Wooden railway is an absolute classic toy – popular in most homes and nurseries. It was a huge hit with my boys particularly when they were younger, and now that N is moving out of the baby stage into the toddler years, we’ve started to reintroduce it again. Wooden railway is really open ended and can be played with many ways. The versatility is one of the reasons why we like it so much!

We were sent a great bundle of new wooden railway items from woodenrailways.co.uk to refresh our collection. We have various wooden tracks already, but some of it is quite battered from years of play so it’s always nice to start again with some fresh ones – plus wooden railway tends to be compatible across brands so if N wants to expand her tracks with some of our older accessories then that won’t be an issue.

N is 18 months, and I would say between 18 months to 2 years is a great time to start introducing these type of toys. At a younger age, when we tried introducing her to the track she would just pull it apart. You need to wait for that ‘destructive’ stage to pass otherwise it’s quite frustrating for everyone involved! But now at one and a half, she was much more able to understand the idea of the wooden railway and drive the little trains along saying choo choo. By 2 years old, the train obsession had well and truly set in with my boys and I remember wooden railways being their favourite toys by far – especially my eldest. From 2 years old, every birthday or special occasion he would always choose a new accessory for his tracks – whether that be a new bridge, a new crossing or a new crane. That’s another great thing about wooden railways – every time you expand with a new accessory it breathes new life into your track and allows for even more creativity.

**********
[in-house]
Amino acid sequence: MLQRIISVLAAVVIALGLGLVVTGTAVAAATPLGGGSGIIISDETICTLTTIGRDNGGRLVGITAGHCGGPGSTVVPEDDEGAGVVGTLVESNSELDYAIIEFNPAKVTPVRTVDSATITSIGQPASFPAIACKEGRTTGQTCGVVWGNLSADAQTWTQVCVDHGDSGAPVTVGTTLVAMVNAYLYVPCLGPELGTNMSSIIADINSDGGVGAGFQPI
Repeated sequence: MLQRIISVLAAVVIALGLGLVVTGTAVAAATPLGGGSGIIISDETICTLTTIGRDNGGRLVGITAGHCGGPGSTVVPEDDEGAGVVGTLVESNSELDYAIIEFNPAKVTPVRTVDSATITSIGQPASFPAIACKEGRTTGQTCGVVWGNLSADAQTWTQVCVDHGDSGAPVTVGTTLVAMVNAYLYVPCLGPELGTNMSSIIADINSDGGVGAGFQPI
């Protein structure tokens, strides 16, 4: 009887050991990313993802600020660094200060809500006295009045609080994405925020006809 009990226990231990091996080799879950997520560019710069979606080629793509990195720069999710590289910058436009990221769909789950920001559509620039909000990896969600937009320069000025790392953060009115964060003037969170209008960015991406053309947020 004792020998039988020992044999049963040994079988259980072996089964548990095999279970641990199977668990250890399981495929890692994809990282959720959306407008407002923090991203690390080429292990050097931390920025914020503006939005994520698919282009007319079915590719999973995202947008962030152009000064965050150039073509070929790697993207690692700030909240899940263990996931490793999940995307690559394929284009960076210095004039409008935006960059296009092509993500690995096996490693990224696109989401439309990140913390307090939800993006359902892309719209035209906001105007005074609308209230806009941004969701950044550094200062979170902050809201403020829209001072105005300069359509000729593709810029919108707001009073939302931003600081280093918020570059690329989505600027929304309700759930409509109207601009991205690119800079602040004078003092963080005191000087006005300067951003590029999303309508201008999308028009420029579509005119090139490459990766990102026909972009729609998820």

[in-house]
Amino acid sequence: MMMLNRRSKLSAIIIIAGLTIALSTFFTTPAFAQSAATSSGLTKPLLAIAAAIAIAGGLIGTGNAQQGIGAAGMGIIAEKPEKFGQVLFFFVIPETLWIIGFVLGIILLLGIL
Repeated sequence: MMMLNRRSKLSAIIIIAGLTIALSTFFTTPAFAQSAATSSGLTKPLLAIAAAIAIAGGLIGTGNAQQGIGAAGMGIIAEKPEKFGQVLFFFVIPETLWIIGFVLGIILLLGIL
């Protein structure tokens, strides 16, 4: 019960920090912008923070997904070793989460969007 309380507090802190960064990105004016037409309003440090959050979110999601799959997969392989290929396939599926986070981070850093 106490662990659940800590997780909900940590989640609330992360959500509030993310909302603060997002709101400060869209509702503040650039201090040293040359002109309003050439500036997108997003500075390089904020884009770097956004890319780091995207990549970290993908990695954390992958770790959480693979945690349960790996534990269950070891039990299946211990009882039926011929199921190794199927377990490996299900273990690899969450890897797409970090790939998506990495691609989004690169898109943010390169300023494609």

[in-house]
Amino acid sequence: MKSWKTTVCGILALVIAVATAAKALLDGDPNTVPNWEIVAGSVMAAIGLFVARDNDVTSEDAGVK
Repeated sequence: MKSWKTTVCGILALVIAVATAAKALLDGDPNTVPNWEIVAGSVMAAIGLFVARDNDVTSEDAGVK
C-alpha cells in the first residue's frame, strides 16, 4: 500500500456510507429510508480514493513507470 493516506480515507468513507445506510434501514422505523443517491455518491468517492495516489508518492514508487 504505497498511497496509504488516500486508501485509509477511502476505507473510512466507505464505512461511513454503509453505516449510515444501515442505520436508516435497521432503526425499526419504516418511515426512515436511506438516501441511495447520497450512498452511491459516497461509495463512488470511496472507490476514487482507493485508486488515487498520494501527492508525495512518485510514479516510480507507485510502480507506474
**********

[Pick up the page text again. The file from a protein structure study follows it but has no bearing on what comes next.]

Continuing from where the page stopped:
Adding these crossroads or multi direction sections to the track are great for getting kids thinking – how can they be added in while keeping a good flow of the track? This all helps their problem solving and engineering skills!

I’ve also found wooden railway play great for story telling, developing vocabulary and imagination as the little ones narrate what is happening in their play as the trains move around the track. I have such fond memories of the stories my eldest used to make up with his trains when he was only 2 years old – heavily inspired by Thomas the Tank engine which he used to love at that time!

Sets like the animal trains are really good for developing this type of imaginary play and story telling too, especially as it pulls in other interests.

Playing with the trains also gives you a chance to explore magnetism and see how they go together. How many can join along in a row before the carriages start falling over? What happens if you put two repelling sides of the magnets together? These are simple ways to learn and explore while playing with the wooden trains.

When we get the wooden trains and track out, my boys still enjoy getting involved in making large track layouts. You can make up your own, or challenge the kids to follow a set pattern – maybe see who can complete a certain track design in the fastest time? You can even use the wooden tracks to shape up letters or numbers.

In the past we’ve set up tracks with seasonal themes, like making a winter snow world by adding cotton wool and other craft materials around the track for a festive theme. The possibilities are endless, and it can be different each time you play!